Each fragment of data can have up to 32KB, resulting in 17 * 32K of bytes of data maximum held in a sk_buff.  

From here, the low MSS comes into play. If we set the MSS value to 48 (the minimum in a TCP Connection on Linux) and with TCP options amassing 40 bytes of it, we can create segments as small as 8 bytes of data each.  

Considering the maximum data of 17 * 32KB in a sk_buff and dividing it by the mere 8 bytes, we get 69632 segments. 

Looking at the limit of segments in tcp_gso_segs reaching 64K, we can easily observe a potential overflow.

The mechanism behind SACK allows us to merge the packets during the retransmission of TCP and also combines multiple SKB queues resulting in a potential 17 packet SKB. 

static bool tcp_shifted_skb (struct sock *sk, …, unsigned int pcount, ...)

{

   tcp_skb_pcount_add(prev, pcount);

   BUG_ON(tcp_skb_pcount(skb) < pcount); <= Things go south

   tcp_skb_pcount_add(skb, -pcount);

}

In this source code, the BUG_ON() call can be triggered if the TCP fragment reaches 17 and the tcp_gso_segs integer overflows.  

3. How to detect SACK Panic with Wireshark

In order to detect if a target server is vulnerable, we will use Wireshark. We are going to refer to the two parts as the Client, your endpoint, and the target.

The client’s IP in our test is 192.168.222.1 and the target’s IP is 192.168.222.3

Before we get started, let’s do a quick setup on the client-side:

1.Set your MSS options

Add “advmss” options to the route to your target.

$ ip route change your_ip_route advmss 48

2. Make sure SACK is ON:  

$ cat /proc/sys/net/ipv4/tcp_sack

If it returns 1, then it is on.  

3. Turn Wireshark and start listening.

$ wireshark OR Turn on Wireshark via GUI.

Select the interface and put a filter for the IP like this:

ip.addr == client_ip OR target_ip

4. Initiate a TCP connection from the client to the server using the following commands:  

You can use nc -lvp port; nc ip_target port. Alternatively, you can try an HTTP GET on the target’s website.

On the target:

$ nc -lvp 1234

On the client:

$ nc 192.168.222.3 1234

Note: Don’t forget to change your IPs.

Going further to the actual detection:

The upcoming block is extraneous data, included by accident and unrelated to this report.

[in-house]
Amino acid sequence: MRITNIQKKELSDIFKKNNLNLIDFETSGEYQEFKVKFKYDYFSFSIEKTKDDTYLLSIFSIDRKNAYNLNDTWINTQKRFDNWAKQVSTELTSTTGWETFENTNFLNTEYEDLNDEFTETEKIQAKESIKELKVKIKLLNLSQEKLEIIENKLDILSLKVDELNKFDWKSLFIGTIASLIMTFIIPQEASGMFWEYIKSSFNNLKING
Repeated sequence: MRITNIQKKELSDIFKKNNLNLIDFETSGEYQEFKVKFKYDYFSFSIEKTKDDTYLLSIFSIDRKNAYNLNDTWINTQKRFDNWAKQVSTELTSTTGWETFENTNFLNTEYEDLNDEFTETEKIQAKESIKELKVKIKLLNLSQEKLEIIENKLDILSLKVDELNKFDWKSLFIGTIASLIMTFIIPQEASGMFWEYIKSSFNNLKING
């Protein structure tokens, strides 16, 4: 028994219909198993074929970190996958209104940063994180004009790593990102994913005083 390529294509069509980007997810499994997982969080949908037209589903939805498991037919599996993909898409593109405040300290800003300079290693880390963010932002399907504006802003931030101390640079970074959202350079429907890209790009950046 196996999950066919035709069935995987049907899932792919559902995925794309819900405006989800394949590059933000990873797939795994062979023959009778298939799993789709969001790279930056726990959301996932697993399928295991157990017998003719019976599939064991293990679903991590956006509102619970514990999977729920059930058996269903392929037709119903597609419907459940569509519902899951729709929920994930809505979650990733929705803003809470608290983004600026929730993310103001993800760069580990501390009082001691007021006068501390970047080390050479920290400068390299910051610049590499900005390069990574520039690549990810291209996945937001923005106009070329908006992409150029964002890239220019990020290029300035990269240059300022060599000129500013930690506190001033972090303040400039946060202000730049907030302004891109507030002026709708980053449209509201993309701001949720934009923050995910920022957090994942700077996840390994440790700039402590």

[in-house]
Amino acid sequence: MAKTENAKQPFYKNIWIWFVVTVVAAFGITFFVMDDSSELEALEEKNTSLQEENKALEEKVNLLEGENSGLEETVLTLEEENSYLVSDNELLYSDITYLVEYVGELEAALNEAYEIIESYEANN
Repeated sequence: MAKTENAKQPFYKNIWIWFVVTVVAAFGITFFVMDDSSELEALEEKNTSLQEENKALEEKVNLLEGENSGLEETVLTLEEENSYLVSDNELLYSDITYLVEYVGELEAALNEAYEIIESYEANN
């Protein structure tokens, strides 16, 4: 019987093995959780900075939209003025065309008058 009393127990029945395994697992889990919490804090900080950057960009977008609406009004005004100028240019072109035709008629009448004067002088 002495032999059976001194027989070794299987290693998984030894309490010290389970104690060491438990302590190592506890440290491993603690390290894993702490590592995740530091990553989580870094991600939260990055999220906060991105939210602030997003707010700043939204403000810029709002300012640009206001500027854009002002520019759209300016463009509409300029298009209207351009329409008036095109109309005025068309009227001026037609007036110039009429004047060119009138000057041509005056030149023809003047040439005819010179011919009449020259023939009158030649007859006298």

In the image above, you can see how the options for a client should look. What’s important is that the MSS options value is 48 and the SACK-permitted option is ON.

This is how a vulnerable target responds. It shows that the SACK option is ON. In this case, the MSS is usually set by default, as stated in the above chapter, to the lowest MSS value used.

Some websites don’t respect the MSS negotiation, so you need to check if traffic is limited to 48 bytes further down the line. As you can see, the length of TCP data (‘Len = x’) is limited to 36 because of 12 bytes of TCP options.

To recap, if SACK is allowed on both sides and the MSS negotiation limits the data to 48 bytes minus the options, then the system is vulnerable.

To be sure, you can always check the Linux version by using:

$ nmap -O 192.168.222.3

This will fingerprint the Linux version and will also double-check the vulnerability.

4. How to mitigate the TCP SACK Panic vulnerability

To prevent your systems for being vulnerable to these attacks and improve their security, it is essential to apply one of the following fixes:

Fix #0: Patch your system

Make sure you apply the latest patches available here or simply run the following command:

$ sudo apt-get dist-upgrade

Fix #1: Block connections with low MSS using filters. 

These filters may break legitimate connections that rely on this setting, so practice caution when applying them.  

 $ iptables -t mangle -A PREROUTING -p tcp -m conntrack --ctstate NEW -m tcpmss ! --mss 536:65535 -j DROP

Fix #2: Disable SACK processing   

To do this, you have to be a superuser, because regular admin users don’t have the permission to change this value.

$ echo 1 > /proc/sys/net/ipv4/tcp_sack 

Please keep in mind that one of the security measures mentioned above should be enough to mitigate the TCP SACK Panic vulnerability. It is not necessary to apply all of them.

Interested in learning more? 

Here are a couple of relevant articles and sources about SACK Panic that we selected for you: